Who was Mario Pilati? A significant if shortlived (1903-38) figure in Italian instrumental music during the 1920s and 1930s: a gifted conductor, fluent pianist, practical teacher, essayist and perspicacious observer of the musical life of his times.
His own music is celebrated here, and anyone who takes pleasure in Romantic chamber music, the neoclassical idiom of Stravinsky, or the vigorous yet always lyric idiom of Respighi and Casella, will find much to enjoy here. In fact Pilati’s music for piano and for orchestra has received some attention on record; much less so his chamber works, making this new 2CD set an important addition to Brilliant Classics’ unrivalled catalogue of Italian music from 1850-1950.
The troubled expression of the three- movement, half-hour sonatas for violin and cello (1928) reflects the temper of their times, whereas the Preludio, Aria & Tarantella on Old Neapolitan Folk Tunes for violin and piano apparently turn away from intense battles between tension and reconciliation with the kind of light touch and folk-inspired humour that may be found in the best early works by Casella.
There are several miniatures from the 1920s which attest to Pilati’s elegance and sophistication early in his career, as well as to the excellence of his training in his native Naples (though he moved to Milan at 22 and made his career there). Despite its name, Inquiétude is a flowing study for piano, reminiscent of Debussy. The set is completed by his two volumes of Bagatelles for solo piano, which frequently draw on Neapolitan themes: 11 relaxed and convivial pieces in all, of an easy charm that would not disgrace Pilati’s friend Nino Rota, and written in an accessible style which may reflect their dedication to the composer’s three daughters.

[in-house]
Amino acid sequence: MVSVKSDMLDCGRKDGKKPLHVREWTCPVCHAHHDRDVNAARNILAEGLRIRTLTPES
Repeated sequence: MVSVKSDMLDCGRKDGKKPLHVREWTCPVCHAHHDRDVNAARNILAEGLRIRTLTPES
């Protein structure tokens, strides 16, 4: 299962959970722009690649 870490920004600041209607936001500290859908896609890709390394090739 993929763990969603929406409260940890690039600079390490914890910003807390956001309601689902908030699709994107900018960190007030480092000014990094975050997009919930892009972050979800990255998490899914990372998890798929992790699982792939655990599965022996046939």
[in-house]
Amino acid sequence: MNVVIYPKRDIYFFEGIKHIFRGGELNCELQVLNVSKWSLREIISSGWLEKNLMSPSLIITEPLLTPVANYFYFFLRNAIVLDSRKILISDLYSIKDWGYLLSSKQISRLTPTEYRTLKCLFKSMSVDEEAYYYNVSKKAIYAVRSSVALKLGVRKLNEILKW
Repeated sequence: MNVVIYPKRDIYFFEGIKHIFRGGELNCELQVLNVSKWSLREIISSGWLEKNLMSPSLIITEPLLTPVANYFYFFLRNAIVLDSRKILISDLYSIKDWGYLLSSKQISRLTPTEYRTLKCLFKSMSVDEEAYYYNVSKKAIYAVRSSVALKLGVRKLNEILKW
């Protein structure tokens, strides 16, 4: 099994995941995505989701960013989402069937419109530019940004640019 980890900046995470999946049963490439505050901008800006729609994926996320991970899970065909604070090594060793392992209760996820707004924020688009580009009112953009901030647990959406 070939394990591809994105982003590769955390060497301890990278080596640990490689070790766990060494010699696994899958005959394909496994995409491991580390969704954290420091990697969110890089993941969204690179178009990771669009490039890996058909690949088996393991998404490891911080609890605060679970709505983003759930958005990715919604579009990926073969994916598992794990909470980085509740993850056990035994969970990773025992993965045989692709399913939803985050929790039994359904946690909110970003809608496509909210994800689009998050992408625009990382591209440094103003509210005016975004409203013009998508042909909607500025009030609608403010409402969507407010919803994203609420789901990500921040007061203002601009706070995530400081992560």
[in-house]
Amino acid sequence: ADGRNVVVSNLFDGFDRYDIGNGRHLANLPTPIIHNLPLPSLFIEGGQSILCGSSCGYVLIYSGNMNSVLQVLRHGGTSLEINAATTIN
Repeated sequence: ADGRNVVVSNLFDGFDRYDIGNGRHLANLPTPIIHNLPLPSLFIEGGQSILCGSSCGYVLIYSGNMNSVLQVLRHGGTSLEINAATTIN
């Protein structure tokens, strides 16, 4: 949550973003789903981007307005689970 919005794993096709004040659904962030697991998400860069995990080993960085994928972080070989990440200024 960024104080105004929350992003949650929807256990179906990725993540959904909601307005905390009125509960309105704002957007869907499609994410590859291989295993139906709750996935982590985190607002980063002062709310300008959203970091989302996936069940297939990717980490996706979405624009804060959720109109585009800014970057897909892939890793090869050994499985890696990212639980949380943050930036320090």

The album is comprehensively documented with valuable notes on both the composer and his work by the pianist Dario Candela: a student of Aldo Ciccolini, who described his pupil as ‘an excellent pianist of great class’. He is joined here by Francesco Manara – a former leader of the orchestra at La Scala, Milan – and the cellist Luca Signorini who, like Pilati, pursues a diverse career as a performing musician, conductor and writer.
Mario Pilati (1903-1938) was an important figure in Italian musical life in the 20-ties and 30-ties of the 20-th century. After winning the prestigious Coolidge Prize his works were also performed in the USA, a.o. by the Boston Symphony Orchestra under Koussevitsky.
Pilati’s style has its roots in the Late-Romantic language of Mahler and Richard Strauss. His compatriot Respighi’s influence is shown in his fondness for modal writing, whereas also neo-classical inspirations can be traced.
This 2CD set contains Pilati’s complete output for violin and piano and cello and piano. Prominent is the substantial and brooding Violin Sonata in F minor, the Cello Sonata in A minor and lighter fare such as the Bagatelles for piano.
Played with dedication and obvious love for the music by 3 italian musicians: Francesco Manara (violin), Luca Signorini (cello) and pianist Dario Candela.
The booklet contains an extensive composer portrait as well as commentary on the works written by Laura Esposito Pilati.